The Old Rebbe

As mentioned above, his students at the Institutum Judaicum in Leipzig referred to their teacher as “rebbe,” the Yiddish form of “rabbi,” and a special term of endearment for a Chasidic leader. They also affectionately referred to him as “der Alte,” that is, “The Old Man.”

This latter title is a little puzzling. Why did they call him “The Old Man”? At the time of his death, the Even Tzohar was 81 years old—old and full of years—but his students had been calling him “der Alte” since 1886 when, in his mid-fifties, he first arrived at the school in Leipzig to teach. Why? It seems possible to me that they might have had in mind the first Lubavitcher Rebbe, the Chasidic master Shneur Zalman, who was popularly known as der Alter Rebbe, i.e. “the old rebbe.”

As “the old rebbe” in a school for training Christian missionaries to the Jews, Lichtenstein never felt quite at home. He referred to himself as “a stranger.” He was a Messianic Jew in the Gentile Christian world. A Danish student, Irenius Fauerholdt, once remarked, “He was a stranger among the German Christians and would have been at home in apostolic times and in the apostolic church. He lived in the writings of the Law and the Prophets, and literally pondered the words of the Lord day and night and had little sense of the present.”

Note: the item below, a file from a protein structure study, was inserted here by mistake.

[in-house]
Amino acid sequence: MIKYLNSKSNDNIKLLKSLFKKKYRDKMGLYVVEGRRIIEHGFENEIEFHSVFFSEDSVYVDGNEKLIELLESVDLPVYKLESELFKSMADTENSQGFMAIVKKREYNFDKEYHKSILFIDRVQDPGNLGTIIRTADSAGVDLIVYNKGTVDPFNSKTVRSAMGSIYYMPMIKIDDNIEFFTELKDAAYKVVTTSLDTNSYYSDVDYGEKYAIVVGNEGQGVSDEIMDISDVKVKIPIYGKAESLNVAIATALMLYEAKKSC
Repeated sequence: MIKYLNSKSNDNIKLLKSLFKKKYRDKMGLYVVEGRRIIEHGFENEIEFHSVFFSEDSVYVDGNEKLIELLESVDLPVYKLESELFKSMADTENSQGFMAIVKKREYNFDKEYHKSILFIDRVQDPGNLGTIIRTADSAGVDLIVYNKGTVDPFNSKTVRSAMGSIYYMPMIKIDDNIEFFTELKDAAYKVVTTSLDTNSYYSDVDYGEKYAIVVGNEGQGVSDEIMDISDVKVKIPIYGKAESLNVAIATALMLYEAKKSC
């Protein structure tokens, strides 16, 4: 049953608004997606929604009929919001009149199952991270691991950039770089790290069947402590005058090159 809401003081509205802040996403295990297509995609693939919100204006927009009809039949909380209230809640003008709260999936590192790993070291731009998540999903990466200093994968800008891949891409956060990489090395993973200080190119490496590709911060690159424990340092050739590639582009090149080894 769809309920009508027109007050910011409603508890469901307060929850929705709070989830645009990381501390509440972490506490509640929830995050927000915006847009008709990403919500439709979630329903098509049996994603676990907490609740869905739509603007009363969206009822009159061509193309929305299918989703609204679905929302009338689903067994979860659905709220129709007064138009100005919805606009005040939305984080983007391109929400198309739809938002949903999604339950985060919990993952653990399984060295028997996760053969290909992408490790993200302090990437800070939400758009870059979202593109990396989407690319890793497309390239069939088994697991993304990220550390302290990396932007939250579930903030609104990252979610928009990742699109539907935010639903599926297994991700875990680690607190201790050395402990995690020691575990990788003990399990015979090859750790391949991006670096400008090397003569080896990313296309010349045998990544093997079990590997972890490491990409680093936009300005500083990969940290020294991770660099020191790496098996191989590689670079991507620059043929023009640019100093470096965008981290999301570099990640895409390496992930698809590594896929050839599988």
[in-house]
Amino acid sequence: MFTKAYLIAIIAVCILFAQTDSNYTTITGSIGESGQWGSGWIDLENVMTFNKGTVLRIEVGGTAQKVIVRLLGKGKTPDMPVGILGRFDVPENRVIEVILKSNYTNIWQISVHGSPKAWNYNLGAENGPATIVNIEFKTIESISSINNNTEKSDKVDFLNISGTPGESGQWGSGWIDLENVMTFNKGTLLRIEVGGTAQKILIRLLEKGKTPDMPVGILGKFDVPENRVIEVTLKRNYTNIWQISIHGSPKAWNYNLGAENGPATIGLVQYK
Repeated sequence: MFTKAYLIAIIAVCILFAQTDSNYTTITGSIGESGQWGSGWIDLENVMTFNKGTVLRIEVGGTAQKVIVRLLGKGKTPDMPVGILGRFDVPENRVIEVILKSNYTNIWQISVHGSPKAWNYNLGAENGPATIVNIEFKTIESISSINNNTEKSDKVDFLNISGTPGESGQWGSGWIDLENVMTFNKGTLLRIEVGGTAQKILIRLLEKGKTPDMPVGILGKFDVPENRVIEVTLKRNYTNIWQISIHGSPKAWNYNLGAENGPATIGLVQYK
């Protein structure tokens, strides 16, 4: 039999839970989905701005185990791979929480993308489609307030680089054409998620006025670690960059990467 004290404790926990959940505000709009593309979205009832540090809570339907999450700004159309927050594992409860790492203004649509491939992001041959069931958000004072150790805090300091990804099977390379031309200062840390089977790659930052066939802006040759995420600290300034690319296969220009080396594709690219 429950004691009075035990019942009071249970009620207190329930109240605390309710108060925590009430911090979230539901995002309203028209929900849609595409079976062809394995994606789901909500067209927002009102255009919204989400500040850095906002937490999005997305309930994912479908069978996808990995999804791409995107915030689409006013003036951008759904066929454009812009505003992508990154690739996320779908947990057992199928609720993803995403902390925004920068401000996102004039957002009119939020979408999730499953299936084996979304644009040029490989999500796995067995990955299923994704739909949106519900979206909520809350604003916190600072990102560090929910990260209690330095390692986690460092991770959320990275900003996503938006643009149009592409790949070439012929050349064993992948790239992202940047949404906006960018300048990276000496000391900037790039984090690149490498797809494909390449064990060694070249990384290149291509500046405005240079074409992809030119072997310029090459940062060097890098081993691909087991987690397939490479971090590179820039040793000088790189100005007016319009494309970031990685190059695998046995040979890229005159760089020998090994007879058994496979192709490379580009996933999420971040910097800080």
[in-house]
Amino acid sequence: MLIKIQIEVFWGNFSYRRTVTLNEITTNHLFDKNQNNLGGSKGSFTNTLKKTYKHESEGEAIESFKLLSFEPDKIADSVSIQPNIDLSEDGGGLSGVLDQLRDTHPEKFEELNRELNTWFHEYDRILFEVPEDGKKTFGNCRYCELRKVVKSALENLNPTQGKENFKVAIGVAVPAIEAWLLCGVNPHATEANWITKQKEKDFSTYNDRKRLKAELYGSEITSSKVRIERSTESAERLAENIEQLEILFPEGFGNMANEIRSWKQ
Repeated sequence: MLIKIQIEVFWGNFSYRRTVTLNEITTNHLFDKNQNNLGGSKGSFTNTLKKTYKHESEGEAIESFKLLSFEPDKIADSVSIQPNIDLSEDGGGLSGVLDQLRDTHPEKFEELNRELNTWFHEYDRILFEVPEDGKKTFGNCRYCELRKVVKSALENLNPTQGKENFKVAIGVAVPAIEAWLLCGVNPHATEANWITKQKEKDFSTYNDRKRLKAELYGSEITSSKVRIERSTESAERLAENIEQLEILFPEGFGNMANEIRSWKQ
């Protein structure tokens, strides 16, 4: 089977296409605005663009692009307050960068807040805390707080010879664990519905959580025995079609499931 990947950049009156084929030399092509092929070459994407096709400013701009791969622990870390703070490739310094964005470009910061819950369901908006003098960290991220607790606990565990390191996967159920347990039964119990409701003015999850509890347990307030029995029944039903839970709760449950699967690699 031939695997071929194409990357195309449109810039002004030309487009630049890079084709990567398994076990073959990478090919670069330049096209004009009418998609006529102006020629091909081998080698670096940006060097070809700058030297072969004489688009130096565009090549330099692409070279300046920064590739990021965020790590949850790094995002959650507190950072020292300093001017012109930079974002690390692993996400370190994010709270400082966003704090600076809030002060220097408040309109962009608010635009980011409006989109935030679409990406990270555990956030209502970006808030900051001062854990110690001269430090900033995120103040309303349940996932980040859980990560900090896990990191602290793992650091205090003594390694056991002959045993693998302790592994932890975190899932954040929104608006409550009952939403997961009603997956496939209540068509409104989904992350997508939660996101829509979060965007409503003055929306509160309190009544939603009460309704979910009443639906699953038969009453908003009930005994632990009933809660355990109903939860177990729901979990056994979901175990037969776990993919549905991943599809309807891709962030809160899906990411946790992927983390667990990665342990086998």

The “stranger” was known to publicly interrupt preachers, lecturers, and other instructors, objecting, “Ganz falsch!”, i.e. “All wrong!” Then, if given the opportunity, he would always proceed to correct the teaching, at length if necessary.

The Old Rebbe had worked out a nuanced, Messianic Jewish reading of the New Testament that was, at many points, so ahead of its time that we are only now beginning to grapple with his insights. When trying to explain his ideas, he would emphatically preface his words by shouting, “Ich will Ihnen sagen,” i.e. “I will tell you…”